Lawsuit Seeks To Overturn State Medical Marijuana Laws
San Diego County on Friday in U.S. District Court in San Diego filed a lawsuit challenging a voter-approved law that allows residents to use marijuana for medical purposes, the San Diego Union-Tribune reports. The lawsuit names the state and the Department of Health Services as defendants (Wolf Branscomb, San Diego Union-Tribune, 1/21).
The lawsuit seeks to overturn Proposition 215, the 1996 state law that permits the use of marijuana for medical purposes, and a law that requires DHS to issue identification cards to people who use marijuana for medical reasons. The lawsuit says the laws should be declared unenforceable because they conflict with federal law (Egelko, San Francisco Chronicle, 1/21).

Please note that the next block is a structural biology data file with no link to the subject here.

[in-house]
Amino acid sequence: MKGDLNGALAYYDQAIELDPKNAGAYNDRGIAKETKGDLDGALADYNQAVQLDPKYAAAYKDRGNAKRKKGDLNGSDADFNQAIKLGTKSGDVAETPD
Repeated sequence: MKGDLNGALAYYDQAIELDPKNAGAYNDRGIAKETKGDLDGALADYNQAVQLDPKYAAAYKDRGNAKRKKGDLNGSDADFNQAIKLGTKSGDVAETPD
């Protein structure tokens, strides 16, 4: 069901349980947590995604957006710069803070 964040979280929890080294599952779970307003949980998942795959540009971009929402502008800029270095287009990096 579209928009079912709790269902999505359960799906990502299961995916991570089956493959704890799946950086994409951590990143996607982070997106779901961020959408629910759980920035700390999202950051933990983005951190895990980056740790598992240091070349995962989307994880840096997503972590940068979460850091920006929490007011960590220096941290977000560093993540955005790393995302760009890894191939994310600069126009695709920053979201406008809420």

The lawsuit also states that the laws are inconsistent with a 1961 international treaty that addresses marijuana (San Diego Union-Tribune, 1/21).
County Counsel John Sansone said six other counties have offered to support the complaint, although it was unclear whether they would intervene in the case (AP/San Jose Mercury News, 1/19).
DHS on Friday said no other county to date has objected to the ID card requirement.
The American Civil Liberties Union said it would on Monday seek to become involved in the lawsuit on behalf of people who use marijuana for medical reasons (San Francisco Chronicle, 1/21).
In addition, several marijuana advocates on Wednesday launched a campaign to limit county supervisors to two terms (McDonald, San Diego Union-Tribune, 1/19). The county's five supervisors have held their positions for at least 12 years (AP/San Jose Mercury News, 1/19).